I've given some thought to making slight alterations to the Fallout system to further represent the Dark vs. Light actions of the Jedi, but I've come to the conclution that I just don't think it's necessary.  If a player feels that his character is deserving of a 1d4 trait in 'I used the Dark Side', then he's already got ample opportunity to do so.

Jedi Powers and Fallout
I see the Jedi's super-powers as parallel to the Rituals of the Dogs.  A short list of available Jedi powers should be made, and a corresponding Fallout dice should be attached to it.  A few ideas come to mind:
Jedi Mind Trick  d4
Crazy Athletic Feats  d6
Force Lightning  d8

Lightsabers
I'll glom together the rules for Coats and for Guns to handle Lightsabers.  Every Jedi has one, every player should describe theirs in detail, the default value should be 2d6 as a quality item, and every lightsaber should come with an additional 1d4, as drawing a lightsaber will almost certainly bring complications with it.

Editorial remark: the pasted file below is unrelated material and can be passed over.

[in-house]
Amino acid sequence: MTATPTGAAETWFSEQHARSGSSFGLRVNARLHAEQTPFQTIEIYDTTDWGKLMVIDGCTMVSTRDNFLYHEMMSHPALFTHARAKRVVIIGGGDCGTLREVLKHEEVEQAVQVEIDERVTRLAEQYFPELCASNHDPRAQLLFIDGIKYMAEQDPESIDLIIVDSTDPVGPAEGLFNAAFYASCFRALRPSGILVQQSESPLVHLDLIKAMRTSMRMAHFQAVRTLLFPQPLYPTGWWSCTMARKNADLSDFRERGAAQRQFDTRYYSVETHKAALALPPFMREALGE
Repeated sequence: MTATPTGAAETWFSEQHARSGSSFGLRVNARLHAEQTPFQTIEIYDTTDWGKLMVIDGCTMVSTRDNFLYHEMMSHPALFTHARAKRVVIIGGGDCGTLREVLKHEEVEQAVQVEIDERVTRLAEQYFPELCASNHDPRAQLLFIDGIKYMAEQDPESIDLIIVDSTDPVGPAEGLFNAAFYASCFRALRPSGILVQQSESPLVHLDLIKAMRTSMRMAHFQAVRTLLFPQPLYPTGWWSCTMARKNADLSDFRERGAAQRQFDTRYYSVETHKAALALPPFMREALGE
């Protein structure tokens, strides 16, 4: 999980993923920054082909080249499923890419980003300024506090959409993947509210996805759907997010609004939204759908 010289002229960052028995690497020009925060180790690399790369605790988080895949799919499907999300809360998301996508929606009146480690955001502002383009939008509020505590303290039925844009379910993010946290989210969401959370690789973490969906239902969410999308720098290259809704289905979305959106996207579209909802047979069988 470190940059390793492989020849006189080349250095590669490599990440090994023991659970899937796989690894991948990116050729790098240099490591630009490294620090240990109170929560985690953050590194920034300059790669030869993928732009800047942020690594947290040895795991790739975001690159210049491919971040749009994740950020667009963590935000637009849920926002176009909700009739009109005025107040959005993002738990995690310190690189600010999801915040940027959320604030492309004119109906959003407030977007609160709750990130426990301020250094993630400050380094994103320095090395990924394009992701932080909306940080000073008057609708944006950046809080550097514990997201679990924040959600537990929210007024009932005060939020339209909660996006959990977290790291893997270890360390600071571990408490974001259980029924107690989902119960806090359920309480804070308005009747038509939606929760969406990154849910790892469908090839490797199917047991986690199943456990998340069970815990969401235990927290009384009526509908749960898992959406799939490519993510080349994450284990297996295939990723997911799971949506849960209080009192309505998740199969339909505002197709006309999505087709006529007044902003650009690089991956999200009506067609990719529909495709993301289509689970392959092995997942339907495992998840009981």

Sorcerors and the Possessed
The rules for those that are possessed will work just fine when we think of them as Possessed with the Dark Side.  Or better yet... I just thought of it...  Replace Possessed with Seduced.  'Seduced by the Dark Side'.  And, finally, I'd replace Sorcerors with the Dark Jedi.  Oh yes.  Otherwise, I don't think there need to be any major changes with the powers associated with these characters.

Well, that's about it in my brain right now.  I think the Town-Building-Heirarchy needs some work.  It's too important an aspect of the game to let it get through half-assed.

Any more thoughts on the subject?

-Eric
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Solamasa
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« Reply #11 on: December 17, 2004, 10:42:53 AM »

Quote from: Technocrat13
Jedi Powers and Fallout
I see the Jedi's super-powers as parallel to the Rituals of the Dogs.  A short list of available Jedi powers should be made, and a corresponding Fallout dice should be attached to it.  A few ideas come to mind:
Jedi Mind Trick  d4